History learning and engagement is also promoted through a range of learning experiences out of school (including for local studies) and pupils have the opportunity to work with a range of experts such as: museum curators and learning officers and archivists. Throughout our history curriculum children are given the opportunity to consider ways in which history links to a variety of current careers including: researchers, museum curators, archaeologists and art historians.
Each of the units of history work is designed to clearly build on children’s previous knowledge and the use of history vocabulary is integral and progressive within our curriculum. Where relevant, links are made to high quality literary texts that help provide pupils with a context and historical language through stories and other texts. In particular, stories are used to support early history skills and understanding in the EYFS. Children have knowledge organisers to support their learning of each topic. There are opportunities within each scheme of work to assess pupils’ knowledge and understanding and monitor the children’s progress. Formative assessment is used to address misconceptions or gaps in learning. Teachers use subject specific history criteria to assess history.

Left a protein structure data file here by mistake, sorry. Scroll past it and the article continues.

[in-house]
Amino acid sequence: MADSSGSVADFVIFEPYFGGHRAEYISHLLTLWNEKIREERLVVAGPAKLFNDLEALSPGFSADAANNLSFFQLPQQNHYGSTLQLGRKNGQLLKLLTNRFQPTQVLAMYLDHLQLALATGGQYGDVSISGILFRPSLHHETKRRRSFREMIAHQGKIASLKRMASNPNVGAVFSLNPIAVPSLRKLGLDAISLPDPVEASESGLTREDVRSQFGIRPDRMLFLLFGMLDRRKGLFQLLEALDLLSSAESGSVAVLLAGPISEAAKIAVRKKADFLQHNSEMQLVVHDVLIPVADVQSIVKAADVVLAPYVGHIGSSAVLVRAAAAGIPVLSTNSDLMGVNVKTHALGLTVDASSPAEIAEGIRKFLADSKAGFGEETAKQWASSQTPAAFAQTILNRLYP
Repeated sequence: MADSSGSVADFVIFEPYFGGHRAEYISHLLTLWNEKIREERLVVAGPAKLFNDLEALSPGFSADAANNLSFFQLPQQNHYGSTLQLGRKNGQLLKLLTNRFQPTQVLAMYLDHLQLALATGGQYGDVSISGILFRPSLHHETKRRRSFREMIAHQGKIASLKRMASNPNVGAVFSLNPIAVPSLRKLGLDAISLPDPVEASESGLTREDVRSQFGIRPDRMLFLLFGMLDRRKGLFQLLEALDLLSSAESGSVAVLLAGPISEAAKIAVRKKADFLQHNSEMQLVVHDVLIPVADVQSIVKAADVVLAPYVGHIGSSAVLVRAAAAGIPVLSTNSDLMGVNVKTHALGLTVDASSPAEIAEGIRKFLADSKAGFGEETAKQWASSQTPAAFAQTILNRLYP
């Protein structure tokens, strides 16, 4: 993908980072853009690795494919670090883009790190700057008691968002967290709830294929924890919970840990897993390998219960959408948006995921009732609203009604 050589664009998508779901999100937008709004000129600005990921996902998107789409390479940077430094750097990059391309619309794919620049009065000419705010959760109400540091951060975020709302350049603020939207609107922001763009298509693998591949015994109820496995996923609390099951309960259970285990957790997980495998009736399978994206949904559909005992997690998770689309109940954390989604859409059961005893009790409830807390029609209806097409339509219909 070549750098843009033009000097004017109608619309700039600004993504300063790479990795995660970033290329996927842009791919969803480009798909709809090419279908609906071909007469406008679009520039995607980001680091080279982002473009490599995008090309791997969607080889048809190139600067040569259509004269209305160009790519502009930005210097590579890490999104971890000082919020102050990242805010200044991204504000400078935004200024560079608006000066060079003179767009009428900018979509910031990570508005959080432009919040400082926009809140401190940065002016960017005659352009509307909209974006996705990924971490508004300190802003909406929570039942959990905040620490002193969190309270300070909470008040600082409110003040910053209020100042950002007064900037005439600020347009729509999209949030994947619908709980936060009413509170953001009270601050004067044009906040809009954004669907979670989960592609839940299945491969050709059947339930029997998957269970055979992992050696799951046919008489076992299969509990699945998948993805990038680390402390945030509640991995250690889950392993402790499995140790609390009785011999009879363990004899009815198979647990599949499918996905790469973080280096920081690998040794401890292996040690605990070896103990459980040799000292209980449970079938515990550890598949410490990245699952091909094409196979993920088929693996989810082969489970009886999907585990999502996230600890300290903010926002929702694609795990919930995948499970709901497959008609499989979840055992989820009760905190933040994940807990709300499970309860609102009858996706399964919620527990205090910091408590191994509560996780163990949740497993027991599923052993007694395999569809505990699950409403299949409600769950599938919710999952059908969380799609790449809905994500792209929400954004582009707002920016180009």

|The successful approach to the teaching of history at Thurlbear Primary School will result in an engaging, knowledge, skill and concept-balanced history education, that provides children with the foundations of an informed historical perspective of the world once they complete their primary education.
Children at Thurlbear Primary school should:
- Demonstrate a love of history and an interest in further study and work in this field.
- Know and understand the history of Britain as a coherent, chronological narrative, from the earliest times to the present day.
- Know and understand how people’s lives have shaped Britain and how Britain has influenced and been influenced by the wider world.
- Know and understand significant aspects of the history of the wider world.
- Acquire and use historical vocabulary: such as ‘empire’, ‘civilisation’ and ‘parliament’.
- Understand historical concepts such as: continuity and change, cause and consequence, similarity, difference and significance, and use them to make connections and draw contrasts.
- Communicate their understanding in a range of ways including: structured and evidentially supported accounts.
- Understand the methods of historical enquiry.
- Use evidence to understand the past – considering the reliability and utility of sources within the context of a specific question.
- Gain historical perspective by placing their growing knowledge into different contexts, such as understanding the connections between local, regional, national and international history.
- Achieve age related expectations in history at the end of their cohort year.